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By: Chris Allison http://blogs.reuters.com/felix-salmon/2009/04/17/judging-hedge-funds/comment-page-1/#comment-533 Fri, 17 Apr 2009 15:25:06 +0000 http://blogs.reuters.com/felix-salmon/2009/04/17/judging-hedge-funds/#comment-533 It is a good article, benchmarking a hedge funds performance is rubbish, they aim or are at least supposed to post positive not negative returns, they charge high fees for this ability, therefore when they lose money life is tough.

On the fee point you make, most funds post Net returns for the period in question, so if you have a fund which publishes a 19% decline, that would typically be after management fees.

One area that is going to be interesting going forward is how firms that are down say 20% from their high water mark at the end of 08 make up that short fall to earn performance fees (which would also be taken out if it was a +19% return), one would have to toil very hard to with no incentive to get back to zero giving an incentive to just close the fund. Some funds that I work with are looking at methods where you can earn 50% of the normal performance fee if you are ‘working off a deficit’ you would then as a quid pro quo have to continue to earn 50% for a period after getting back to your high water mark.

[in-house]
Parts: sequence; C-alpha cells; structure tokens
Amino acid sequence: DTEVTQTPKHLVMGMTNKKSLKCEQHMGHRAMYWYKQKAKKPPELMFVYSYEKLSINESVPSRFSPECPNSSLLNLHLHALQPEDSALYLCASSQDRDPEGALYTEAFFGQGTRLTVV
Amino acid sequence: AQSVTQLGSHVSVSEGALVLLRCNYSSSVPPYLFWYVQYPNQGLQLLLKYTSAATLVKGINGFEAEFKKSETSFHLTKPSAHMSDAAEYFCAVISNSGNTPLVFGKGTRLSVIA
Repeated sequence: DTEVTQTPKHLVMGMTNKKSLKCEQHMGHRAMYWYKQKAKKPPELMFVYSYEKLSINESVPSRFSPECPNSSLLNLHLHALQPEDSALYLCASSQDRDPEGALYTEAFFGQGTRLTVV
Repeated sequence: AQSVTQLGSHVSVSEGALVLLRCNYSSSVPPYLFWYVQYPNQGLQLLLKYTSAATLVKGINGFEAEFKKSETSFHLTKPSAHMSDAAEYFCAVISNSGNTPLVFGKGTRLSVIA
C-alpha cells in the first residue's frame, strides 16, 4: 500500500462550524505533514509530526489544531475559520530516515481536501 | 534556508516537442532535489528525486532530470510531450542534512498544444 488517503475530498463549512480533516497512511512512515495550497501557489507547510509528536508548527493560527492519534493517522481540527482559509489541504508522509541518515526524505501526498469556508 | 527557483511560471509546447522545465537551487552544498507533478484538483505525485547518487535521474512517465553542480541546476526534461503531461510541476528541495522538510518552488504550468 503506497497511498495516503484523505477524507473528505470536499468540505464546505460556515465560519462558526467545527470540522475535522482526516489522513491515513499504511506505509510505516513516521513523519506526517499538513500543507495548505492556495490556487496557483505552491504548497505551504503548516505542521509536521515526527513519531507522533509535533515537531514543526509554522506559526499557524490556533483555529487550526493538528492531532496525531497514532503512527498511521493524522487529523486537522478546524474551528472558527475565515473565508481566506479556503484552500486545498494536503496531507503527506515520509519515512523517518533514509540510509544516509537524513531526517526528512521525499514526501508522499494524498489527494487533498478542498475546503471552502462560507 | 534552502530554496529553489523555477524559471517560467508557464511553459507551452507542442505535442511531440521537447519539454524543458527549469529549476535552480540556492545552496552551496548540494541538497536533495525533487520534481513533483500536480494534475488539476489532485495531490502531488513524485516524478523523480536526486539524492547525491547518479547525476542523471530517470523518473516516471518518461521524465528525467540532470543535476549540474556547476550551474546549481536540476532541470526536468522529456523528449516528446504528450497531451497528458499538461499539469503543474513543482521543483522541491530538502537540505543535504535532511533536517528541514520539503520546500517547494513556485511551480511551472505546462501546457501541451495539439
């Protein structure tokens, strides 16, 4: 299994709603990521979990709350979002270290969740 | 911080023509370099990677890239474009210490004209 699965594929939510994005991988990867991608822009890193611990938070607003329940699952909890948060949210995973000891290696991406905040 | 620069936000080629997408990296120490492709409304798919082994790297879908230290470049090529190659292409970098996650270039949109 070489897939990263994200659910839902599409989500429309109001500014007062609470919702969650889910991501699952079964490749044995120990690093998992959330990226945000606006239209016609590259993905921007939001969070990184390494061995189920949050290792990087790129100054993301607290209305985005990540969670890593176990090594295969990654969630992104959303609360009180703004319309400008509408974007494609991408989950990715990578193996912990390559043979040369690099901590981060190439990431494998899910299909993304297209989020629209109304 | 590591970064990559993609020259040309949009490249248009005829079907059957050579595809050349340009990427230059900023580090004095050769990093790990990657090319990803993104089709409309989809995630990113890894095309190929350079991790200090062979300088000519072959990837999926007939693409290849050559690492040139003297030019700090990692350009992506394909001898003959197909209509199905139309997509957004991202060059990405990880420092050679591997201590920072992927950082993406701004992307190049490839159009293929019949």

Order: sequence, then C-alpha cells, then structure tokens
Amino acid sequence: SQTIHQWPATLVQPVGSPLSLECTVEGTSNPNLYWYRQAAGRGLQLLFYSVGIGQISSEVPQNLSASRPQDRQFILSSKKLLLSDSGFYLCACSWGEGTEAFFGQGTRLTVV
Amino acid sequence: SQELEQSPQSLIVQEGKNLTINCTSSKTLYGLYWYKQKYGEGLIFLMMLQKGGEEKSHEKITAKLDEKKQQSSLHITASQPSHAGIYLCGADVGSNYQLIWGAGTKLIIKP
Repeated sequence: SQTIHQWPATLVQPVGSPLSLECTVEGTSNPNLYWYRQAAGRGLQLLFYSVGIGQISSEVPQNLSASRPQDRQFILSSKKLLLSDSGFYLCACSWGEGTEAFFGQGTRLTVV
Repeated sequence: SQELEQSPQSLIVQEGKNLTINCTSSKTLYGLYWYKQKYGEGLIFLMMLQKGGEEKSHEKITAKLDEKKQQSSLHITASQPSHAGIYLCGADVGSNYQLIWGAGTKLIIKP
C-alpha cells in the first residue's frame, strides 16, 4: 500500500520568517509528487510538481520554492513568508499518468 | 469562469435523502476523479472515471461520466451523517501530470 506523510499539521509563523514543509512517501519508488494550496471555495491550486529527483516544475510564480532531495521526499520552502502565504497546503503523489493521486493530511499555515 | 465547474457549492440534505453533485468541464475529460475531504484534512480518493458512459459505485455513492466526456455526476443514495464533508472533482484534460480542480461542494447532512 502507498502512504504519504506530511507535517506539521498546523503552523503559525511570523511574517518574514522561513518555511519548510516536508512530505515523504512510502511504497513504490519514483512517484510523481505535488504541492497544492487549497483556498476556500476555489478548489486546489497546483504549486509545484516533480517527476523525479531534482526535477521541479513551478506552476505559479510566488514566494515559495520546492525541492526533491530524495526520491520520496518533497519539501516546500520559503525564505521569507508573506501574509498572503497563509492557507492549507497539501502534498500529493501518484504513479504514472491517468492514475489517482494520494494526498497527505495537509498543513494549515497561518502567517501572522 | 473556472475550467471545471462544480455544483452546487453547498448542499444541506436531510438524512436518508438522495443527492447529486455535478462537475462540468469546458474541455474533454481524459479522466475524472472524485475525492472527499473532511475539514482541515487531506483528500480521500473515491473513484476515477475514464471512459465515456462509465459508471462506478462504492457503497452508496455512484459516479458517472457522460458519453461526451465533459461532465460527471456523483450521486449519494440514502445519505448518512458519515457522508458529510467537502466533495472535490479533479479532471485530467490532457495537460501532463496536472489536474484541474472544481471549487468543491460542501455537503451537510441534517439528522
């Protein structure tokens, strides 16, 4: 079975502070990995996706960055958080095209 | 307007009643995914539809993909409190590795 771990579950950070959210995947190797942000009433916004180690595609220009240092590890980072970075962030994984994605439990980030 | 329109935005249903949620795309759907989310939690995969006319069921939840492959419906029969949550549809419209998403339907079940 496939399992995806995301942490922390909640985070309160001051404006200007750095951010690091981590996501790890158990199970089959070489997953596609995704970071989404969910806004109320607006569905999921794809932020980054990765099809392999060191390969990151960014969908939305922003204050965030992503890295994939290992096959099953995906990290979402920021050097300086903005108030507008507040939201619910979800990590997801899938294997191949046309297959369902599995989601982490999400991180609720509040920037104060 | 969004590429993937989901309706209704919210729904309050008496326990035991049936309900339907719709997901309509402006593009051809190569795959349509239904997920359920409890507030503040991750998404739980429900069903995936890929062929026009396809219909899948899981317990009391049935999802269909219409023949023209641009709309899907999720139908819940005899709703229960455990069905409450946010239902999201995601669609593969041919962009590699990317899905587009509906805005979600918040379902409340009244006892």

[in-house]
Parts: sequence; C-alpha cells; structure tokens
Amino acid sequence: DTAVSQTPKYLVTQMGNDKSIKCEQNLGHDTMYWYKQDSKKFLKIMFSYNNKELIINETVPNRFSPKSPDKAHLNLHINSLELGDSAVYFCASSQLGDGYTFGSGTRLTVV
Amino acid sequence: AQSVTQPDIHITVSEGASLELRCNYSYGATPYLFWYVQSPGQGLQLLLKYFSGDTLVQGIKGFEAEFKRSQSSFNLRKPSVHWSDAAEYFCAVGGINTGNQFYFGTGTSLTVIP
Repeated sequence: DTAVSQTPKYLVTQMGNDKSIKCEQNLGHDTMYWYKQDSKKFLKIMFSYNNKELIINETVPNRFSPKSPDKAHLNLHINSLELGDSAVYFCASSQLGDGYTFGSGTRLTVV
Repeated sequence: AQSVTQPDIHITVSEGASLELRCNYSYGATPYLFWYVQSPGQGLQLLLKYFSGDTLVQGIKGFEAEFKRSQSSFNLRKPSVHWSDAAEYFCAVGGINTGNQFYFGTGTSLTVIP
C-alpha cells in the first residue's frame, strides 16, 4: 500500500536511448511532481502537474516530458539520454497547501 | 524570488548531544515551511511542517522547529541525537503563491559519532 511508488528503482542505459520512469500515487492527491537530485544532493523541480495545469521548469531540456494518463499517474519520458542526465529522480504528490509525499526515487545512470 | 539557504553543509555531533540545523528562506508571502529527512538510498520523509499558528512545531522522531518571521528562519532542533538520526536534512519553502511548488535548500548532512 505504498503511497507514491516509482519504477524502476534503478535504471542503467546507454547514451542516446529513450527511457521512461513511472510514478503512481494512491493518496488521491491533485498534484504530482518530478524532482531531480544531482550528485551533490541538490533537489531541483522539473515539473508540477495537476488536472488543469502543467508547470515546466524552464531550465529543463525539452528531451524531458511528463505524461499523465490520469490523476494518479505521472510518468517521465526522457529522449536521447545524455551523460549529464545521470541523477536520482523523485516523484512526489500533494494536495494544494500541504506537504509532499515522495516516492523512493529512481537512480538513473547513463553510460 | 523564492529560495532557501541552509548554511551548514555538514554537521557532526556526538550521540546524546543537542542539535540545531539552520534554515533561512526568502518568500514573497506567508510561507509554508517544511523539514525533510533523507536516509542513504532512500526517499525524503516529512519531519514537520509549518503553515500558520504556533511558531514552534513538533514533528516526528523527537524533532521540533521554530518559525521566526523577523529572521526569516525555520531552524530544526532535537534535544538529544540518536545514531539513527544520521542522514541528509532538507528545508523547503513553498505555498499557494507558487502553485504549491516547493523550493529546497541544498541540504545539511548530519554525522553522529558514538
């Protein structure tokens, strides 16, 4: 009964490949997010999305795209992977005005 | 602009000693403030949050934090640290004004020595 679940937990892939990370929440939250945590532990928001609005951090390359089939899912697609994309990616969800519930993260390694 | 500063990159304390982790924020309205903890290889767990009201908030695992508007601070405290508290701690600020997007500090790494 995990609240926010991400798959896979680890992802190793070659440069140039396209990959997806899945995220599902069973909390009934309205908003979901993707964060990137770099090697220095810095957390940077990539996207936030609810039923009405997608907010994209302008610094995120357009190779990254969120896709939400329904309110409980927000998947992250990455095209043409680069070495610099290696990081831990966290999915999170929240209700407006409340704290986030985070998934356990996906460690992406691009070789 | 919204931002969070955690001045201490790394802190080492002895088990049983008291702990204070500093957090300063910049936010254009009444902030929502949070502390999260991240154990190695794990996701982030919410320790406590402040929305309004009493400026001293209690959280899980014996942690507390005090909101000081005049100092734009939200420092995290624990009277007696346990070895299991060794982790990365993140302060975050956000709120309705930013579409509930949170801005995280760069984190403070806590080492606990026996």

Chris

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By: Jacob http://blogs.reuters.com/felix-salmon/2009/04/17/judging-hedge-funds/comment-page-1/#comment-529 Fri, 17 Apr 2009 15:19:12 +0000 http://blogs.reuters.com/felix-salmon/2009/04/17/judging-hedge-funds/#comment-529 Felix, I agree. I’m not sure what Bernstein’s point is. The choice of benchmark is generally tied directly to the prospectus of the fund; it is a function of investor demand and the type of hedge fund. Not all hedge funds are seeking absolute returns in all market environments, and most have a very specific mandate that may be completely orthogonal to the returns of a “typical portfolio of 60% stocks and 40% bonds”. What on earth is a “typical portfolio” these days anyway? It doesn’t make sense to compare the returns of different asset classes, since investors are deliberately allocating to a broad set of strategies. You could argue that some strategies are ineffective and should not exist, but otherwise you’re comparing apples and oranges. It makes perfect sense to compare a long-only fund to a broad-market index; it makes absolutely no sense to compare, say, a merger arbitrage strategy to a bond portfolio.